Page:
Breaking down the term AAPI, how it came to be, and the controversy behind it.
May is Asian American and Pacific Islander (AAPI) Heritage Month, a time to celebrate the contributions that the AAPI community has had in the United States and the world!
But, who exactly are we celebrating? And how do we know we're using the term AAPI correctly?
That's exactly what we'll be unpacking in this article, along with the history of the term AAPI and how using the term might do more harm than good.
As always, our goal in this series is to empower you to lead and participate in efforts to make your own workplace inclusive and supportive of all talent. DEI is always evolving, and we're here to learn and grow right along with you. If you have other terms you'd like to see us cover after AAPI, leave a note in the comments or reach out at email@example.com!
Definition of AAPI
AAPI is an acronym that stands for Asian American and Pacific Islander and is an umbrella term meant to include all peoples with ancestry from the continent of Asia, Polynesia, Micronesia, and Melanesia. According to the Asian Pacific Institute, the term “Asian American” is meant to represent Americans who have origins in Southeast Asia, the Far East, and the Indian subcontinent.
It’s important to keep in mind that some Asian diasporas, namely people from Central Asia (i.e. Kazakhstan, Tajikistan, and Uzbekistan) and West Asia (i.e. Armenia, Cyprus, Georgia, Iraq, Israel, Saudi Arabia, Syria, Turkey, and UAE) may not identify as Asian.
AAPI is a relatively new term coined in hopes of moving towards progress and inclusivity, but it has also earned its fair share of criticism. Alongside it are its more simplified – and equally as controversial – forms: Asian Pacific Islander (API) and Asian Pacific American (APA).
History of AAPI
AAPI finds its roots in a student activism movement of 1968. In a time of social upheaval, graduate students Emma Gee and Yuji Ichioka took the opportunity to unite people of Asian descent by naming their student activist group Asian American Political Alliance. Gee and Ichioka’s group was the first to publically use the term “Asian American”.
With inequality and disunity raging, Gee and Ichioka’s broad term managed to unite those of Asian descent under a common goa. As a result, activists were strengthened by a newfound, yet intensely shared identity.
By the 80s, the term had expanded into Asian Pacific Islander (API) by the U.S. Census Bureau, extending the reach of this already broad umbrella term. It wasn’t until 1997 that the terms “Asian” and “Pacific Islander” were split, and the U.S. government finally chose to recognize the distinct differences between the two terms.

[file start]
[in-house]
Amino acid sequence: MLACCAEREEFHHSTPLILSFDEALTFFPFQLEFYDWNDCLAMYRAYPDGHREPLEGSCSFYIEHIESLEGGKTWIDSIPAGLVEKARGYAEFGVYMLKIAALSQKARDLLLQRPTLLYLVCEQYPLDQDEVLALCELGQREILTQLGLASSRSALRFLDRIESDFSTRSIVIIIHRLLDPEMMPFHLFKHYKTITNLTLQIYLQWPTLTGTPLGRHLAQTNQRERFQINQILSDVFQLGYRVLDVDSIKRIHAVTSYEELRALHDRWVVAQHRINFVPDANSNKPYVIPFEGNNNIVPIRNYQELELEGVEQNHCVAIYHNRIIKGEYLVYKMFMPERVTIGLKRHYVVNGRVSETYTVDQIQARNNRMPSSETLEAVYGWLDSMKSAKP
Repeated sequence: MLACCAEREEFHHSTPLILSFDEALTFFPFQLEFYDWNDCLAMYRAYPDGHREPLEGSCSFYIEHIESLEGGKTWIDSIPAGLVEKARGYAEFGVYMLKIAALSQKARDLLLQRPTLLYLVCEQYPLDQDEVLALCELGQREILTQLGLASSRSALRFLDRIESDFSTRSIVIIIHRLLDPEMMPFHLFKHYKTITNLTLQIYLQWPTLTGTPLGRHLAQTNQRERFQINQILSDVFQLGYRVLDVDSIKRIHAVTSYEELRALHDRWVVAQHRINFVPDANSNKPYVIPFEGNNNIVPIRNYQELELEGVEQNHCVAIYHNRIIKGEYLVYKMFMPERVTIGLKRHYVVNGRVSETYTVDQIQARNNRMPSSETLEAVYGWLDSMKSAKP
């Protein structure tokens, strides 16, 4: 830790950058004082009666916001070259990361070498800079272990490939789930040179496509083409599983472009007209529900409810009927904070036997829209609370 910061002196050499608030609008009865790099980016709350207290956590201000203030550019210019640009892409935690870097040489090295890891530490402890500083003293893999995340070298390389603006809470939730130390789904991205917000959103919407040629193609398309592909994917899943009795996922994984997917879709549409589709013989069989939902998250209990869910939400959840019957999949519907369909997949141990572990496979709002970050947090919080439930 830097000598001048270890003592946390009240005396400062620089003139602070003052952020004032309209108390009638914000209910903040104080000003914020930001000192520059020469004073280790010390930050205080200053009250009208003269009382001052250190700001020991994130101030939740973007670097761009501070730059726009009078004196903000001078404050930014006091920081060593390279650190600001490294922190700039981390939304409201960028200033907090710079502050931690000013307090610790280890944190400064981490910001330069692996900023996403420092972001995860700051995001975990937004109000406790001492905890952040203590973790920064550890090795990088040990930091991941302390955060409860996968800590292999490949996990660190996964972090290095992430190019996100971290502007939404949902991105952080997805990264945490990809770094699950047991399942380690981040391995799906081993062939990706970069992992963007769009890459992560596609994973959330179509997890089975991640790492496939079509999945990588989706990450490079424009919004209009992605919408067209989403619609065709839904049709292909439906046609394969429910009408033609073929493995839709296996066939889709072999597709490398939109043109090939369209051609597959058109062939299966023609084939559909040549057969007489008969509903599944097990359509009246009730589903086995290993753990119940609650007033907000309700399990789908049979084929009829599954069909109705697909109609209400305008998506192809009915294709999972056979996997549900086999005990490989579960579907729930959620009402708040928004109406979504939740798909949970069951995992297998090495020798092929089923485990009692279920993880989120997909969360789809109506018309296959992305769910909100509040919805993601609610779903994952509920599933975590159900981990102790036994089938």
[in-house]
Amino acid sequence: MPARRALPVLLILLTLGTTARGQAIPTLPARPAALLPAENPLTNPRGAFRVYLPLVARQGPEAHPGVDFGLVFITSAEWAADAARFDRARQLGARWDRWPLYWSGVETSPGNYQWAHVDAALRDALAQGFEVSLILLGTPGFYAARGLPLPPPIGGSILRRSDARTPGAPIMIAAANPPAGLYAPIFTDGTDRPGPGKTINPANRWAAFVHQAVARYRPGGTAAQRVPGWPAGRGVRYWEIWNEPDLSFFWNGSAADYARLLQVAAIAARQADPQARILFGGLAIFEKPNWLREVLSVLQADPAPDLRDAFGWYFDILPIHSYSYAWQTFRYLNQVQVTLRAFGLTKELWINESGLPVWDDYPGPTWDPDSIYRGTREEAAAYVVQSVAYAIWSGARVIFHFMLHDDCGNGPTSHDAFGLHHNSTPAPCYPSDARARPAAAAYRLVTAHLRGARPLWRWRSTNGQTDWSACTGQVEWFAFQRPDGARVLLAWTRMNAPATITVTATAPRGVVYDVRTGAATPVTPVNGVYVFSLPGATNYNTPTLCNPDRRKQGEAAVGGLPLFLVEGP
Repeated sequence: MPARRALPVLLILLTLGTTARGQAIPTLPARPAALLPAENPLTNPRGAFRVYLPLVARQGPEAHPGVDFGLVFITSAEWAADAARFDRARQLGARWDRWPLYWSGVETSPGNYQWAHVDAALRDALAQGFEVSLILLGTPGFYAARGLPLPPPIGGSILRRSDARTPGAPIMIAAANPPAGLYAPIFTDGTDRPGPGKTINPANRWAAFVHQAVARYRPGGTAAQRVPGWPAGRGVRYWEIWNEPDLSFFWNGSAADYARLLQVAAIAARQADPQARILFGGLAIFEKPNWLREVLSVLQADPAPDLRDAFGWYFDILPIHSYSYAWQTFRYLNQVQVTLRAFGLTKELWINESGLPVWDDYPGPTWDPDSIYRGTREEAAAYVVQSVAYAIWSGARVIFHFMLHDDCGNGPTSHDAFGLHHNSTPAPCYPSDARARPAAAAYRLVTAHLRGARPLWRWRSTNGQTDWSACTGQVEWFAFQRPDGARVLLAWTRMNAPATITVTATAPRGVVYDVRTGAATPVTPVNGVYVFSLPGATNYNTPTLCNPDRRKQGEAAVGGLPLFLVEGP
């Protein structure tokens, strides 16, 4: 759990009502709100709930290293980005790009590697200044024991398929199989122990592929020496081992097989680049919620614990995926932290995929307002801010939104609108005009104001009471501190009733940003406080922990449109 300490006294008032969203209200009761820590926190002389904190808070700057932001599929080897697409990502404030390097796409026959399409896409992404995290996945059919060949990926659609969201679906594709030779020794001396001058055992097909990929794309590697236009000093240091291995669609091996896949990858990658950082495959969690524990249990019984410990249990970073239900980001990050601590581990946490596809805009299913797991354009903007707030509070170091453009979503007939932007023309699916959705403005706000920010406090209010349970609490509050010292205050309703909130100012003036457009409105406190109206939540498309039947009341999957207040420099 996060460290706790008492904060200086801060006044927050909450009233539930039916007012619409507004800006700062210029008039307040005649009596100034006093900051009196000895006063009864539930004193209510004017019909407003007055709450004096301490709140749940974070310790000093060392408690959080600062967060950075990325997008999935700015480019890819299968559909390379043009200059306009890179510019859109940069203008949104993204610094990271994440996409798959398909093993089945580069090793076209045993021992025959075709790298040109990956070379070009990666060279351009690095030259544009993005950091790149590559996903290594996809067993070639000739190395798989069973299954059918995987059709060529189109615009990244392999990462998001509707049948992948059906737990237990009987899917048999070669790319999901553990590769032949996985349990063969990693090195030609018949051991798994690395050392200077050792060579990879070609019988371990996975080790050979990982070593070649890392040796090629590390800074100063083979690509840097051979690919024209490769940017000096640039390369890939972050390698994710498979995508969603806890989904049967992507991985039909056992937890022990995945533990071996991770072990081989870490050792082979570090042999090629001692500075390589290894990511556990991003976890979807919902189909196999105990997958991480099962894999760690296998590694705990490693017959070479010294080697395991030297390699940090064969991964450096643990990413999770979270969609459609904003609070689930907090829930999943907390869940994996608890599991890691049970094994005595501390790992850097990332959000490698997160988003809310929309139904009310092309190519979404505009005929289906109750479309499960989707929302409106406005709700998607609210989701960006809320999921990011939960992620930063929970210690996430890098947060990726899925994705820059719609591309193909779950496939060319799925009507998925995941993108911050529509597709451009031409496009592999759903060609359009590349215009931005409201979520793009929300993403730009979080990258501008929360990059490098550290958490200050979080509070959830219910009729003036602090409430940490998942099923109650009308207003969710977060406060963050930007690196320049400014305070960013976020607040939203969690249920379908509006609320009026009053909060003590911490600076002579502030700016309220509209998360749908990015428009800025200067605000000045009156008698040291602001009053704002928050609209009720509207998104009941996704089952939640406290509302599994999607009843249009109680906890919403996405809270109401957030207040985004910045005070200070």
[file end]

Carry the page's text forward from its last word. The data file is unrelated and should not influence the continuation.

Controversy Over AAPI
While it served its purpose for the U.S. Census in the 80s, the term AAPI grouped together two very distinct identities, each with very distinct experiences, and has since garnered criticism from the Native Hawaiin and Pacific Islander (NHPI) community.
Despite it being an attempt at furthering inclusion, NHPI people are concerned that the term has blinded many to the struggles that Native Hawaiians and Pacific Islanders face. By grouping them in with another overarching identity term, many individuals in the community have found that their own experiences and identities have been muted.
NHPI people have also faced unique hardships in the shadow of colonization and oppression in the United States and North America that Asian Americans have not. Because of this, the socio-economic disparities further drive the two apart, with NHPI people falling sorely behind in terms of poverty and health rates. By merging the two groups together, there seems to be an erasure of the specific and pressing needs of the NHPI community.
Many believe that the only way to return to the path of true inclusivity is for Asian Americans and Pacific Islanders to be fully recognized as two separate groups. Because of this, there is a growing push for the disaggregation of the two identities.
When to use AAPI
When using any inclusive terminology, it’s always important to respect the preferences of those you are referring to. It’s not always inclusive to use an umbrella term like AAPI, especially considering the recent controversy surrounding it. Some may prefer more specific terms, like NHPI, Pacific Islander, Pasifika, or Asian American.
If you’re unsure of how to best refer to someone, just ask!
Self identities change from person to person, so it’s better to ask than assume. It shows the intentionality behind your words, and being intentional is one of the best forms of support for all communities!
Want to learn more about how to uplift those in the AAPI community? Check out our report on Uplifting AAPI Leaders here!